CLEVELAND — In an innovative leap forward, researchers from the Cleveland Clinic have successfully tested a novel method known as Deep Brain Stimulation (DBS) to assist post-stroke rehabilitation patients. The groundbreaking first-in-human study, aptly named the EDEN trial, targeted a brain region called the dentate nucleus, which is responsible for fine control of voluntary movements, cognition, language, and sensory functions.
Imagine having a life-altering stroke, being impaired for years, and then regaining lost functions. That’s the hope the EDEN trial has kindled. Researchers say the treatment is both safe and effective in stroke patients. In fact, a majority of the study participants — nine out of 12 — showed remarkable progress in their ability to move and function.
This comes as a beacon of hope for many, considering some of these participants had been grappling with disabilities for over three years post their stroke.
Dr. Andre Machado, chair of Cleveland Clinic’s Neurological Institute, expressed his optimism, noting that these findings are “reassuring for patients.”
“This gives us a potential opportunity for much-needed improvements in rehabilitation in the chronic phases of stroke recovery,” Dr. Machado adds in a media release.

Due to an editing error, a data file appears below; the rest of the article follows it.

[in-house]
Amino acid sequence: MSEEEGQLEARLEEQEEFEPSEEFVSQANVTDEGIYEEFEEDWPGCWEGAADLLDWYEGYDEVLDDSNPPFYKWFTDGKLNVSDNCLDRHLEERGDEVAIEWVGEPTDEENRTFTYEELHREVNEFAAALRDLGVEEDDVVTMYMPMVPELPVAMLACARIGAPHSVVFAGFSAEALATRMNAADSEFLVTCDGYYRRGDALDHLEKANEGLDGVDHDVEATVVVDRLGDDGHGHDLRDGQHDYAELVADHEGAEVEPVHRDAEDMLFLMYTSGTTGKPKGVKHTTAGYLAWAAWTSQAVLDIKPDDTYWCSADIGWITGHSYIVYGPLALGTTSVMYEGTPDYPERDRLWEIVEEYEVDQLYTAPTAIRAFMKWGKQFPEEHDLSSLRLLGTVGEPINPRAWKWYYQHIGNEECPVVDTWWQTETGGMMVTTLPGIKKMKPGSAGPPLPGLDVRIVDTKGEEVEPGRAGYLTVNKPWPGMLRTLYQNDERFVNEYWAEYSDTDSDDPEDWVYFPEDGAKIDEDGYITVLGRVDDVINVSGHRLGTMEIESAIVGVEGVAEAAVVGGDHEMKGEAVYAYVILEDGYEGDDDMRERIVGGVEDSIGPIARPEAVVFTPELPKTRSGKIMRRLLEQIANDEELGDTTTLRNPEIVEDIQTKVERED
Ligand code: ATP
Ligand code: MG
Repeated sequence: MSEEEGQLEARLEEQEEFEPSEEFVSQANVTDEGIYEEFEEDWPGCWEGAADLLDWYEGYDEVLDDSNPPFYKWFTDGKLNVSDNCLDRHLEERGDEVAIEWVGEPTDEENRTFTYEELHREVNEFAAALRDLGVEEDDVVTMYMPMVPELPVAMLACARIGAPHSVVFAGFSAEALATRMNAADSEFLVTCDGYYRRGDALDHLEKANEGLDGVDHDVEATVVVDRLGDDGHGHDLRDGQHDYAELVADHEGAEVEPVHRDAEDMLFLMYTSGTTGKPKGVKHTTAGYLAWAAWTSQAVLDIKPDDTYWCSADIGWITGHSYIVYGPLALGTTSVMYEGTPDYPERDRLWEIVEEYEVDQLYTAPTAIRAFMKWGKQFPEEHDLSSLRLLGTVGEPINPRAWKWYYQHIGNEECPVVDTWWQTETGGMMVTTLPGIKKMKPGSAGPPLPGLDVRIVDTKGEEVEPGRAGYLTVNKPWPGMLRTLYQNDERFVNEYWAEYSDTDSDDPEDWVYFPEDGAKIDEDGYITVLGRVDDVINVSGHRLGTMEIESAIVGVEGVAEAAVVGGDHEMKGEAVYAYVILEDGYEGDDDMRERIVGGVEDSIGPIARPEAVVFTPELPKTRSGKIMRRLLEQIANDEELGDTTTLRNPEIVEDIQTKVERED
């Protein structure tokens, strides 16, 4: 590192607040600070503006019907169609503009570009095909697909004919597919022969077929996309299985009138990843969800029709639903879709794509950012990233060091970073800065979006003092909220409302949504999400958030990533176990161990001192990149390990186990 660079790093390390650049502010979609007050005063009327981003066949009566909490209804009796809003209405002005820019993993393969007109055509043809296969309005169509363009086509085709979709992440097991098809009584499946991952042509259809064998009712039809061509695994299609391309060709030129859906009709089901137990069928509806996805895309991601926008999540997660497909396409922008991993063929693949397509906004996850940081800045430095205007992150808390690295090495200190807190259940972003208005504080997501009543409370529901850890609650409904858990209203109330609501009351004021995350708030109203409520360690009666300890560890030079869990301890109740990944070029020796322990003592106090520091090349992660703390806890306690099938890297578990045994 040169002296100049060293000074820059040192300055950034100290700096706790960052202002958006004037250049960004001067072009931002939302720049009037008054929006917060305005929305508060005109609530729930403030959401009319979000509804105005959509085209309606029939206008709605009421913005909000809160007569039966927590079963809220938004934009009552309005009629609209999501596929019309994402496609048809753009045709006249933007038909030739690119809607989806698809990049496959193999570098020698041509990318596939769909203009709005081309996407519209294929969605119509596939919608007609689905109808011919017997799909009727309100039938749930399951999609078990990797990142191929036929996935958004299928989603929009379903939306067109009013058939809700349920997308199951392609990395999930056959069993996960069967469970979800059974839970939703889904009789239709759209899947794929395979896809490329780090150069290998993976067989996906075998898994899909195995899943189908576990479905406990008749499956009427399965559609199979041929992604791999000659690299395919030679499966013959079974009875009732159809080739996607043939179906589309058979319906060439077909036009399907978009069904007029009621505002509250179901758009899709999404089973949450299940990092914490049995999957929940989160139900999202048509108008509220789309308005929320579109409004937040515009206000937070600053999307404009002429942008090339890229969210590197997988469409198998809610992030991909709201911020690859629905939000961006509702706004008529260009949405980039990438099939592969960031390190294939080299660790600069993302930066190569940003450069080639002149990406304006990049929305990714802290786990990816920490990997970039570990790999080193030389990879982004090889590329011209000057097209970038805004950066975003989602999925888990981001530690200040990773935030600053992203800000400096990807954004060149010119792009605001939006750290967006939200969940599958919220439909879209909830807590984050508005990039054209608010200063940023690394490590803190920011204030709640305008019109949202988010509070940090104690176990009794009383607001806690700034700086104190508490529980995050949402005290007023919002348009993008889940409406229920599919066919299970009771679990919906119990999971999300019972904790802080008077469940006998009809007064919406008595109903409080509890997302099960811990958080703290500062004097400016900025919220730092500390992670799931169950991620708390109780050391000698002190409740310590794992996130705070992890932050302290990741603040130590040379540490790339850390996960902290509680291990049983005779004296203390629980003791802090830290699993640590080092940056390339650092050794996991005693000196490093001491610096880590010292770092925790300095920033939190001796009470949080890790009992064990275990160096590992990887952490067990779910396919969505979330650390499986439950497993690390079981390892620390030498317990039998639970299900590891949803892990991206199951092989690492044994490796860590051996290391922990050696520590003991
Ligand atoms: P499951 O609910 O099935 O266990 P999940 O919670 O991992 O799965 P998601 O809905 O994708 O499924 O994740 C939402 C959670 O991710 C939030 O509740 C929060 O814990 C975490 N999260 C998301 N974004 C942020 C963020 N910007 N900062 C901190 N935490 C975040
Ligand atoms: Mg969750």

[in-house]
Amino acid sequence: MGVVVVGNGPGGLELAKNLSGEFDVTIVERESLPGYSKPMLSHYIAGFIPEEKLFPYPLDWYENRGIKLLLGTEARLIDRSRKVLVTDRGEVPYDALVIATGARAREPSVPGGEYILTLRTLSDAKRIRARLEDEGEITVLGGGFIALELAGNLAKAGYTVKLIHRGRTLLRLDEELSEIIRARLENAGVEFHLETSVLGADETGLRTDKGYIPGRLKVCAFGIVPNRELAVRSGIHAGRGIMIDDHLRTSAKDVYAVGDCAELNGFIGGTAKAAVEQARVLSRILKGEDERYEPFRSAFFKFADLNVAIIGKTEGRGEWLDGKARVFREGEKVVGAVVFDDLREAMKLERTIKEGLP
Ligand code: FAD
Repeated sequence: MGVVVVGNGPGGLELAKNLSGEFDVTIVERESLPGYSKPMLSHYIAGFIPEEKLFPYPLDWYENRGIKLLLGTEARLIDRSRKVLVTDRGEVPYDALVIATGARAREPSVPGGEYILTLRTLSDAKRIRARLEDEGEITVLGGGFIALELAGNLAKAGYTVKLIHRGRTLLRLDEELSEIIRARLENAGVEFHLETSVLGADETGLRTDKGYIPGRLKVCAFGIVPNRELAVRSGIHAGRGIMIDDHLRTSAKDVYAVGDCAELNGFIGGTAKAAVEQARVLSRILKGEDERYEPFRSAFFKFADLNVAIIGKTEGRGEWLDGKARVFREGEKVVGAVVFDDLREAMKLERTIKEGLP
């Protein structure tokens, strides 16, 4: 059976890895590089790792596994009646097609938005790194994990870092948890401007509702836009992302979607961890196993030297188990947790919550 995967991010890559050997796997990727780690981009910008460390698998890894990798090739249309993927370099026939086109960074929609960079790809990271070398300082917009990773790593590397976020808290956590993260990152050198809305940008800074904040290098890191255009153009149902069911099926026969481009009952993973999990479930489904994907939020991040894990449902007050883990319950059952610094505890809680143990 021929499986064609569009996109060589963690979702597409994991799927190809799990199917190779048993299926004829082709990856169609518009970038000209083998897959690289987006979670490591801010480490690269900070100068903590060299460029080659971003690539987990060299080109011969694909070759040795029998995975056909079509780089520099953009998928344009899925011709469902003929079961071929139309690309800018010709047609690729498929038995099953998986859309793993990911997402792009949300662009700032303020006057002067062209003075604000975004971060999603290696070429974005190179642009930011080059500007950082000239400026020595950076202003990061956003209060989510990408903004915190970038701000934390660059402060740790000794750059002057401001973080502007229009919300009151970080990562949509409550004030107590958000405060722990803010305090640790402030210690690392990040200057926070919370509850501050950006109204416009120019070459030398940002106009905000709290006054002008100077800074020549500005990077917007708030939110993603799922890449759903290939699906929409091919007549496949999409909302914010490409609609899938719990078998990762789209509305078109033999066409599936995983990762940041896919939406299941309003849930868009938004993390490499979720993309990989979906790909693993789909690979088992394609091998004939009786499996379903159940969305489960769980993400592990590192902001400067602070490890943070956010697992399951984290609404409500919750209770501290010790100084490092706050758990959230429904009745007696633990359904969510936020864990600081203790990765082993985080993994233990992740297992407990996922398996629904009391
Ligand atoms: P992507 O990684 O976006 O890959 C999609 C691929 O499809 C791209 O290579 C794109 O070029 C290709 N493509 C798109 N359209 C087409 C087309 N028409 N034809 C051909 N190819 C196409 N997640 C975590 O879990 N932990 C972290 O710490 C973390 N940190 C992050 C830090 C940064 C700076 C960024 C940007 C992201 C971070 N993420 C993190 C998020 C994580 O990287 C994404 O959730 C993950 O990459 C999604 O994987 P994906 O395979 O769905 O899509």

Intriguingly, this is not just about passive recovery. The study involved a surgery where electrodes were implanted into the cerebellum. These electrodes were connected to a device similar to a pacemaker, sending electric pulses designed to help regain control of movements. The real magic began when, after an initial period of physical therapy with the device turned off, it was switched on for several months, leading to significant improvements in the patients.
“The results of the study found that deep brain stimulation, paired with physical therapy, improved movement in patients who were more than a year out from their stroke and whose motor improvements had largely plateaued,” says Dr. Kenneth Baker, from the Cleveland Clinic Lerner Research Institute.
Stroke remains a leading cause of long-term disabilities. In the United States, approximately 800,000 individuals suffer a stroke annually. A vast number of these survivors experience prolonged neurological issues that impede their quality of life. Dr. Machado, who also patented this innovative DBS method for stroke recovery, believes the treatment could yield a consistently high success rate for survivors.
“We saw patients in the study regain levels of function and independence they did not have before enrolling in the research.”
Though initial results are promising, he indicates the need for more extensive research.
“This was a smaller study and we look forward to expanding as we have begun the next phase,” Machado concludes.
The research is published in the journal Nature Medicine.